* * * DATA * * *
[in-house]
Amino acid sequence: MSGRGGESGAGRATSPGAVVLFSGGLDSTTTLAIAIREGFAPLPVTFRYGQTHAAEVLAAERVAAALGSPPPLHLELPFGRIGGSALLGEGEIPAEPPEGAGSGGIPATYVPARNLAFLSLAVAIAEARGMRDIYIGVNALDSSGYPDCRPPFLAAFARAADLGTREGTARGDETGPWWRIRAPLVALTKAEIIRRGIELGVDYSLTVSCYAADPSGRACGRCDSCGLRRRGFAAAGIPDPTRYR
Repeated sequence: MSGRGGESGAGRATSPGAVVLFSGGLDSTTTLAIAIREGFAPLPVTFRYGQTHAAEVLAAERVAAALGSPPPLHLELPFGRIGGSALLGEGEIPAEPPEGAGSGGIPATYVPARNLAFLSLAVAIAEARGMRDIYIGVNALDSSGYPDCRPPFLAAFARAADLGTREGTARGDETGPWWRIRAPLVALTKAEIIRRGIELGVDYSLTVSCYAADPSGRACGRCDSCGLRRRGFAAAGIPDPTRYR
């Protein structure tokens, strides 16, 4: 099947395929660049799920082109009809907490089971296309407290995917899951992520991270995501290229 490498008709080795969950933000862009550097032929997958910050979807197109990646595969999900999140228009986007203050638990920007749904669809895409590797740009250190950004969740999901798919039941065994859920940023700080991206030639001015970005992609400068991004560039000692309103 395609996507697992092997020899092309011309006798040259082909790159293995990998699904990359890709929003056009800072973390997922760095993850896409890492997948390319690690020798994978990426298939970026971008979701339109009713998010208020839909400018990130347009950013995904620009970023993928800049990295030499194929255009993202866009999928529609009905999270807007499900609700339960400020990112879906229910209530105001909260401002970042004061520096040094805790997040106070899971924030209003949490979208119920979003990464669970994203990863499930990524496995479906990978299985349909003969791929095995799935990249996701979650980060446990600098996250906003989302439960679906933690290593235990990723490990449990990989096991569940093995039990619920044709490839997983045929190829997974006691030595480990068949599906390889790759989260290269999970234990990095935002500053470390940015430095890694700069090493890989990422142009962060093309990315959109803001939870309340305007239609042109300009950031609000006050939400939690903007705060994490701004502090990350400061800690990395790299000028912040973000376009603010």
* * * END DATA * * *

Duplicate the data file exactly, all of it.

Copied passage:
[in-house]
Amino acid sequence: MSGRGGESGAGRATSPGAVVLFSGGLDSTTTLAIAIREGFAPLPVTFRYGQTHAAEVLAAERVAAALGSPPPLHLELPFGRIGGSALLGEGEIPAEPPEGAGSGGIPATYVPARNLAFLSLAVAIAEARGMRDIYIGVNALDSSGYPDCRPPFLAAFARAADLGTREGTARGDETGPWWRIRAPLVALTKAEIIRRGIELGVDYSLTVSCYAADPSGRACGRCDSCGLRRRGFAAAGIPDPTRYR
Repeated sequence: MSGRGGESGAGRATSPGAVVLFSGGLDSTTTLAIAIREGFAPLPVTFRYGQTHAAEVLAAERVAAALGSPPPLHLELPFGRIGGSALLGEGEIPAEPPEGAGSGGIPATYVPARNLAFLSLAVAIAEARGMRDIYIGVNALDSSGYPDCRPPFLAAFARAADLGTREGTARGDETGPWWRIRAPLVALTKAEIIRRGIELGVDYSLTVSCYAADPSGRACGRCDSCGLRRRGFAAAGIPDPTRYR
């Protein structure tokens, strides 16, 4: 099947395929660049799920082109009809907490089971296309407290995917899951992520991270995501290229 490498008709080795969950933000862009550097032929997958910050979807197109990646595969999900999140228009986007203050638990920007749904669809895409590797740009250190950004969740999901798919039941065994859920940023700080991206030639001015970005992609400068991004560039000692309103 395609996507697992092997020899092309011309006798040259082909790159293995990998699904990359890709929003056009800072973390997922760095993850896409890492997948390319690690020798994978990426298939970026971008979701339109009713998010208020839909400018990130347009950013995904620009970023993928800049990295030499194929255009993202866009999928529609009905999270807007499900609700339960400020990112879906229910209530105001909260401002970042004061520096040094805790997040106070899971924030209003949490979208119920979003990464669970994203990863499930990524496995479906990978299985349909003969791929095995799935990249996701979650980060446990600098996250906003989302439960679906933690290593235990990723490990449990990989096991569940093995039990619920044709490839997983045929190829997974006691030595480990068949599906390889790759989260290269999970234990990095935002500053470390940015430095890694700069090493890989990422142009962060093309990315959109803001939870309340305007239609042109300009950031609000006050939400939690903007705060994490701004502090990350400061800690990395790299000028912040973000376009603010």